The GLLARO Team Leader, Vicki Smyth developed a full budget for the project and sourced additional funding and in-kind support. A $1,000 Community Development & Support Expenditure (CDSE) Grant was obtained. This provided most of the funding needed for the purchase of stage props and theatre sets. Clients of GLLARO paid a $5.00 contribution for each rehearsal, which also paid for the director. The venue was donated free of charge. Stage props were loaned by Bunnings, or at subsidised cost by Great Lakes Resource Recovery. A local photographer provided his services at a reduced rate, and provided a CD of all photographs free of charge and free of copyright. The production of a DVD of the performance was provided free of charge. Admission was by gold coin donation. The project is self-funding.
Audiences were stunned after Can-Do’s first show in 2007, Mr Zarbouvray Dreams Of A Flying Machine. Positive feedback rippled through the community for months, and the DVD of the play was shown to community groups long after the event. There was a sense of amazement that the group could produce such a moving, high quality show.
Through the process of building Peregrine the cast developed a greater empathy with each other and a shared bond within the group. There was also an obvious increase of self value and worth.
Longer term objectives of Can Do are to break down barriers, stereotypes, and challenge community perceptions of people with a disability by presenting quality and professional theatre with a Can-Do punch to delight, touch and astound audiences. The group set out to make theatre which can stand on it’s own strengths, and not be appreciated in a condescending manner simply because it was performed by people with a disability. Part of this objective is to make the Can-Do name well-known and respected in the local area for the quality and innovation of the group’s performances. Another objective is for the productions to have a ‘not-to-be-missed’ reputation as we build on the group’s skills and repertoire into the future.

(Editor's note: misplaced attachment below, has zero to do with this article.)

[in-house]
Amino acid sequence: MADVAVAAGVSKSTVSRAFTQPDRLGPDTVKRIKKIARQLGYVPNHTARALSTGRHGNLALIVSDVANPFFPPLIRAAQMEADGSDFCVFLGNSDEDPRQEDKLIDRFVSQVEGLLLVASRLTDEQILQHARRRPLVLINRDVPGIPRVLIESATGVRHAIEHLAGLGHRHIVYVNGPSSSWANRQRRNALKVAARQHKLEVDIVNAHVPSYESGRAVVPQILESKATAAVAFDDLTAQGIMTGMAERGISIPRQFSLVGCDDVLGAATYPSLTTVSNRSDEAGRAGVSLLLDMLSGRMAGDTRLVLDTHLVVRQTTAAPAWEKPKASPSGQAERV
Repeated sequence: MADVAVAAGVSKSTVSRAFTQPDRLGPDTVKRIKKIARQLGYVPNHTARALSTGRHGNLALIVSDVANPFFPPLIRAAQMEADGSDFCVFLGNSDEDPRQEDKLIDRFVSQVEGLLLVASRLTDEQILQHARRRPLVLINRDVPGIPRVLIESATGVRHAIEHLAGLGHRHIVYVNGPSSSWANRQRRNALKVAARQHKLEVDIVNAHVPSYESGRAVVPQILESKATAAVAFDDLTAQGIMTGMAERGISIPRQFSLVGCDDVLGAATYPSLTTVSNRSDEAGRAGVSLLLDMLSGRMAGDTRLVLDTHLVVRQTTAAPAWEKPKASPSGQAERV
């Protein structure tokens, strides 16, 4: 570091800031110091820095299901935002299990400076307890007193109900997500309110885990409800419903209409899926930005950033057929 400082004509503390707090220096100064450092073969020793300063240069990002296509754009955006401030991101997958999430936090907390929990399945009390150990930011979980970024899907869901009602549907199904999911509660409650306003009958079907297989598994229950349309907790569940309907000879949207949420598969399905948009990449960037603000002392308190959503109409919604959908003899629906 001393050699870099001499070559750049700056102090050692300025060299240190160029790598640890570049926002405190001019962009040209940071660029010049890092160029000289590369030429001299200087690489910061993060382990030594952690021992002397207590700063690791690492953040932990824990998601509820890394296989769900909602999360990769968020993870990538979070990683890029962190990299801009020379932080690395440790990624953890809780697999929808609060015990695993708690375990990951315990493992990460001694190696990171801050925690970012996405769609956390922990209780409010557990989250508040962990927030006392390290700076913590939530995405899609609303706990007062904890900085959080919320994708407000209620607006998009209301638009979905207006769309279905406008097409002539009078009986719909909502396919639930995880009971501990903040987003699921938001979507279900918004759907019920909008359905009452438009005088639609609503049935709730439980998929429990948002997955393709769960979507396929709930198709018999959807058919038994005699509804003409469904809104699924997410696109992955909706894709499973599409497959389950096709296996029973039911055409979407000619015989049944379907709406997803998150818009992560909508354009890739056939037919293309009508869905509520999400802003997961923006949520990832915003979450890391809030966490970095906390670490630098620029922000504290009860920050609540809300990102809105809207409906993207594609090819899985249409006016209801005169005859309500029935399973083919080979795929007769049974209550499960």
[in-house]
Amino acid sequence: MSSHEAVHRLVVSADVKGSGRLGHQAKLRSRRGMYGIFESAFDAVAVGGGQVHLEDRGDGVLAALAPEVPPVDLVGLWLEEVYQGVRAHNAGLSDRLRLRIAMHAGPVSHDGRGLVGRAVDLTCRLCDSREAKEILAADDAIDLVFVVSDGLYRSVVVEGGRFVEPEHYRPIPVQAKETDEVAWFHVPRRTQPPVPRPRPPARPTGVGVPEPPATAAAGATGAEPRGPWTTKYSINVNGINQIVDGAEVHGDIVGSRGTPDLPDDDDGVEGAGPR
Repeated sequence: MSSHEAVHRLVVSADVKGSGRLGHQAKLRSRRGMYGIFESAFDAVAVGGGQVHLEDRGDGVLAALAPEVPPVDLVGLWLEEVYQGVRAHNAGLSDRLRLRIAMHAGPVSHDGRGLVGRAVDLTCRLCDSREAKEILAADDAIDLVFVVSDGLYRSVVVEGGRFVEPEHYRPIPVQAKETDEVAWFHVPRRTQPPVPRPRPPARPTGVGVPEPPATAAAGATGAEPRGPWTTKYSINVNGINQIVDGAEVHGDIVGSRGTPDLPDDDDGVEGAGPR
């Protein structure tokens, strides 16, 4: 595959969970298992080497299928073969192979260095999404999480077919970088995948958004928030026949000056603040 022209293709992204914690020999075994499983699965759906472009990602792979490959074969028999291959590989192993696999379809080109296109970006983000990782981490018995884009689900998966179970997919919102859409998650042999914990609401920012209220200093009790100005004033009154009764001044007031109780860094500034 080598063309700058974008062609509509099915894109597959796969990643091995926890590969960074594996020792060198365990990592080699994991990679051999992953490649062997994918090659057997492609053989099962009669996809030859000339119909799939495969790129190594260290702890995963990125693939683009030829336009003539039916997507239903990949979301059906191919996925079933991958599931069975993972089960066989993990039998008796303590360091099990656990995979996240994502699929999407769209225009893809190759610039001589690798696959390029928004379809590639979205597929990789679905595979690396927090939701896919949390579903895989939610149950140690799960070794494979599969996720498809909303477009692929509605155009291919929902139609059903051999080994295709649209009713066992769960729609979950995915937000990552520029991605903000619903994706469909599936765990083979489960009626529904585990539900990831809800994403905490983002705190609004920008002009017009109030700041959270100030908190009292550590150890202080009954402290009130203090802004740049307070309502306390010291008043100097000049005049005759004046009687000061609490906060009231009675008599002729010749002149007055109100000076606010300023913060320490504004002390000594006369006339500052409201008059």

The Community have embraced the performances and numbers have increased from the first performance to the second, and currently people are asking when the next show will be. The show finished with afternoon tea following the show, during which the cast and broader community mingled.
One of the challenges following the initial success of the 2007 production of Mr Zarbouvray Dreams Of A Flying Machine was to raise the bar even higher, and to produce a completely different piece of theatre to wow audiences once again, and demonstrate the versatility of the group. Learning to move in particular ways to a set rhythm was a challenge for most, as was the demanding performance order of many entrances & exits. In some ways it was like a ballet of walking, precisely timed and executed, therefore many hours of rehearsal were spent getting it right. Within the cast were 5 volunteers who aided the process.